When a black hole interacts with surrounding gas and dust, it can create jets of material that fly away from the black hole at nearly the speed of light. When those jets interact with the cosmic microwave background, something brilliant can occur.
The cosmic microwave background (CMB) is an afterglow of the big bang. We see it as a faint glow of microwaves in all directions, and that’s because the entire universe is filled with the remnant light of the big bang. Photons from the CMB are streaming through the universe in all directions. When electrons in a black hole jet collide with these photons, they can give the photons an energy boost. Since the electrons collide at nearly the speed of light, the photons are boosted into x-rays.
Recently the Chandra x-ray observatory found an example of such a CMB enhanced jet. The x-rays from this jet began their journey more than 11 billion years ago. At this time the CMB was stronger, and so the x-rays emitted by this jet are about 150 times brighter than a jet forming in the present universe would be. It’s a great example of how the background light of the universe can be rekindled by black holes.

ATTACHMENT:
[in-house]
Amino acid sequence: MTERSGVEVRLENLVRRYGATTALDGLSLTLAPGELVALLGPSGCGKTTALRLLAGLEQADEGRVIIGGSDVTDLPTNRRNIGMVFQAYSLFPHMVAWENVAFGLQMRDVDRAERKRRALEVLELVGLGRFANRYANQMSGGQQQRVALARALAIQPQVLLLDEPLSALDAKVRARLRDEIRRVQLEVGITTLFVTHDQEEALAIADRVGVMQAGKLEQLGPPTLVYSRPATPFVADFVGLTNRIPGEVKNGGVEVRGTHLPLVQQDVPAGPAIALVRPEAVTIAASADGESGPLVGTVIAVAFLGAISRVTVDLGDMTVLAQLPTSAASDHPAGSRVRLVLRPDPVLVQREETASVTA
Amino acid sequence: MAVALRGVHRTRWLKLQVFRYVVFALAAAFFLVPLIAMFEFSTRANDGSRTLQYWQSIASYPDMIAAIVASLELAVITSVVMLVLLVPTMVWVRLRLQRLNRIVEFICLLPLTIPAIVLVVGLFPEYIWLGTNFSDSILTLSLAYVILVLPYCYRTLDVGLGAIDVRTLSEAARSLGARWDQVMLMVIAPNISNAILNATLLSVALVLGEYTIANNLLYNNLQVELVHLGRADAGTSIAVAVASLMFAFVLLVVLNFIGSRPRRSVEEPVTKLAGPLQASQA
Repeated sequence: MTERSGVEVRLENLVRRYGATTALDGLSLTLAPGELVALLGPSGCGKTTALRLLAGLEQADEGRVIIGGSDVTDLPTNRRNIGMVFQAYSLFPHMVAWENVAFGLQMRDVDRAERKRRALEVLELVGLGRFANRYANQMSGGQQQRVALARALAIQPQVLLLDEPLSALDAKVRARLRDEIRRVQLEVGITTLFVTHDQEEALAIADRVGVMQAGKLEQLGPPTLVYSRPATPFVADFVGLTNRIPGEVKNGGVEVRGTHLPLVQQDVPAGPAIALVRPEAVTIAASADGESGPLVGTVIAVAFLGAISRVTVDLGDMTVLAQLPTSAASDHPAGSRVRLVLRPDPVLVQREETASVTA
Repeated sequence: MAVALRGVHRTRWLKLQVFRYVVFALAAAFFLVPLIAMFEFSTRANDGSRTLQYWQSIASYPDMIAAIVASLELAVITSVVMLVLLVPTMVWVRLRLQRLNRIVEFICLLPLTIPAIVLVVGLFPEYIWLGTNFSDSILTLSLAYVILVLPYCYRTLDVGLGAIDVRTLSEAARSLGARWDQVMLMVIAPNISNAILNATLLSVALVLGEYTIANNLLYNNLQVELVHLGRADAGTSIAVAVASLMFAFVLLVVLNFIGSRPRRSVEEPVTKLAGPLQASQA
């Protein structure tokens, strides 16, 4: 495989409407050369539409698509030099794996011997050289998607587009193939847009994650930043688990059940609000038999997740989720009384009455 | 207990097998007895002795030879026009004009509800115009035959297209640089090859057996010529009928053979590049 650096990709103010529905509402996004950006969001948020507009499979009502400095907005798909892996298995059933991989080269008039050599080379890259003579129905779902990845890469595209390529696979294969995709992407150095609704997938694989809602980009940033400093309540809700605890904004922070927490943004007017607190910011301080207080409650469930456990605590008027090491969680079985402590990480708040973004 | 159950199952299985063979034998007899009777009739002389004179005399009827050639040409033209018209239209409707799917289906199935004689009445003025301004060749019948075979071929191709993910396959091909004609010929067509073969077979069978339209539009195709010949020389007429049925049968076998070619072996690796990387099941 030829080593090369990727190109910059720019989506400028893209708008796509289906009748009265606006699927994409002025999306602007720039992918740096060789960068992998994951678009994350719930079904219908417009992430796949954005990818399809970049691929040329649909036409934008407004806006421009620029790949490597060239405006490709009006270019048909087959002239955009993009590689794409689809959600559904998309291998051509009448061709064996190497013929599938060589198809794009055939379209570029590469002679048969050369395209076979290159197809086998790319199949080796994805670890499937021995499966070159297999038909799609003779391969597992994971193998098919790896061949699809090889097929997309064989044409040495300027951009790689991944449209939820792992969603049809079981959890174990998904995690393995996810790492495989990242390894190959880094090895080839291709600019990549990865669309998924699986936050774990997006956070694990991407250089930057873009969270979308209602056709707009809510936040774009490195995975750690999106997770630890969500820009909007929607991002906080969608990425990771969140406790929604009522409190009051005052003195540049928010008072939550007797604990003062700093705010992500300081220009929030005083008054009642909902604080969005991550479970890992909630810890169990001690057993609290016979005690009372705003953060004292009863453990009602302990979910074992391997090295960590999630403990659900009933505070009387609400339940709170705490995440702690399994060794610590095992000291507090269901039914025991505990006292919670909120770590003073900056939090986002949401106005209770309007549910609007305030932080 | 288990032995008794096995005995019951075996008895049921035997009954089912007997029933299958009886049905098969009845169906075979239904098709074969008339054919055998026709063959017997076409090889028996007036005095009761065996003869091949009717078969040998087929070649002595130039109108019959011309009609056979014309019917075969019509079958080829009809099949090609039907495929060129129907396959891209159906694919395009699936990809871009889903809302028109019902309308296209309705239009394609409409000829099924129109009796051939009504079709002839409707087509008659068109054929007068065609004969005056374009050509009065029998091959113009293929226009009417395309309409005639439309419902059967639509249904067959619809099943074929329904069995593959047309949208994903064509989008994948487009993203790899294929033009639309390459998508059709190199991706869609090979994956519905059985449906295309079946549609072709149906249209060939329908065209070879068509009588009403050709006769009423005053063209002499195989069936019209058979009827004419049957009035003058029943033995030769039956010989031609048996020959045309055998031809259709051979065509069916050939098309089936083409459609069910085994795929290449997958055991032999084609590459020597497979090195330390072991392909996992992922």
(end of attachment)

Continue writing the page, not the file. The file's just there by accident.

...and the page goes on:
Interestingly, this active black hole isn’t bright at radio frequencies. Often the electrons of a black hole jet interact with magnetic fields to create strong radio emissions, and usually such black hole jets are detected by radio waves first. If more black holes can be x-ray loud but radio quiet, it could mean that there are many more distant x-ray jets that have simply been overlooked.
Paper: A. Simionescu, et al. Serendipitous discovery of an extended X-ray jet without a radio counterpart in a high-redshift quasar. arXiv:1509.04822 [astro-ph.HE]
How do we differentiate between boosted CMB photons and jet’s own radiation?